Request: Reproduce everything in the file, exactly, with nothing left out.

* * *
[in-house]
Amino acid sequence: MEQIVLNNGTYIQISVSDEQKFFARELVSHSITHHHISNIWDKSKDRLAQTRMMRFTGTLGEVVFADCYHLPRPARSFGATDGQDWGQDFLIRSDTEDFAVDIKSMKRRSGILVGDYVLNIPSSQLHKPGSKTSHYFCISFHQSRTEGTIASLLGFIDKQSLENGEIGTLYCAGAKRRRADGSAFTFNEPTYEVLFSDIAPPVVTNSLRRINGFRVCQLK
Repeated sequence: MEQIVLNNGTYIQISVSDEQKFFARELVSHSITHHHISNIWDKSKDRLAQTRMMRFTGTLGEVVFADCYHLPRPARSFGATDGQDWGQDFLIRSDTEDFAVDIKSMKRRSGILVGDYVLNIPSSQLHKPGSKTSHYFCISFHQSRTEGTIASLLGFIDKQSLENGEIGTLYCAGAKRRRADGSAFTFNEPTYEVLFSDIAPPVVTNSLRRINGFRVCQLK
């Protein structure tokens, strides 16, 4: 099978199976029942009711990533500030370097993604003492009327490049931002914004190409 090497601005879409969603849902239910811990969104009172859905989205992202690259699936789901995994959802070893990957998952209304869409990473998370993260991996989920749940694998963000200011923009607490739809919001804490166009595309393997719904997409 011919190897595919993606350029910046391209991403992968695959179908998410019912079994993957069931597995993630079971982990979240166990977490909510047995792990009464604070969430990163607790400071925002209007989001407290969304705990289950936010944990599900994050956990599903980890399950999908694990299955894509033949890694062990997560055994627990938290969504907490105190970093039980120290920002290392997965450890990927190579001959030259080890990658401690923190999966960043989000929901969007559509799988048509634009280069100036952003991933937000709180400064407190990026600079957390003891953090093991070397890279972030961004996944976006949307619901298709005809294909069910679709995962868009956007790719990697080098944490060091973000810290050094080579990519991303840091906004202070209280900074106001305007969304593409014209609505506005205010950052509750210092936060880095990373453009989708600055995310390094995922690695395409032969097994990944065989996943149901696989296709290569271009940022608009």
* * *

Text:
[in-house]
Amino acid sequence: MEQIVLNNGTYIQISVSDEQKFFARELVSHSITHHHISNIWDKSKDRLAQTRMMRFTGTLGEVVFADCYHLPRPARSFGATDGQDWGQDFLIRSDTEDFAVDIKSMKRRSGILVGDYVLNIPSSQLHKPGSKTSHYFCISFHQSRTEGTIASLLGFIDKQSLENGEIGTLYCAGAKRRRADGSAFTFNEPTYEVLFSDIAPPVVTNSLRRINGFRVCQLK
Repeated sequence: MEQIVLNNGTYIQISVSDEQKFFARELVSHSITHHHISNIWDKSKDRLAQTRMMRFTGTLGEVVFADCYHLPRPARSFGATDGQDWGQDFLIRSDTEDFAVDIKSMKRRSGILVGDYVLNIPSSQLHKPGSKTSHYFCISFHQSRTEGTIASLLGFIDKQSLENGEIGTLYCAGAKRRRADGSAFTFNEPTYEVLFSDIAPPVVTNSLRRINGFRVCQLK
């Protein structure tokens, strides 16, 4: 099978199976029942009711990533500030370097993604003492009327490049931002914004190409 090497601005879409969603849902239910811990969104009172859905989205992202690259699936789901995994959802070893990957998952209304869409990473998370993260991996989920749940694998963000200011923009607490739809919001804490166009595309393997719904997409 011919190897595919993606350029910046391209991403992968695959179908998410019912079994993957069931597995993630079971982990979240166990977490909510047995792990009464604070969430990163607790400071925002209007989001407290969304705990289950936010944990599900994050956990599903980890399950999908694990299955894509033949890694062990997560055994627990938290969504907490105190970093039980120290920002290392997965450890990927190579001959030259080890990658401690923190999966960043989000929901969007559509799988048509634009280069100036952003991933937000709180400064407190990026600079957390003891953090093991070397890279972030961004996944976006949307619901298709005809294909069910679709995962868009956007790719990697080098944490060091973000810290050094080579990519991303840091906004202070209280900074106001305007969304593409014209609505506005205010950052509750210092936060880095990373453009989708600055995310390094995922690695395409032969097994990944065989996943149901696989296709290569271009940022608009």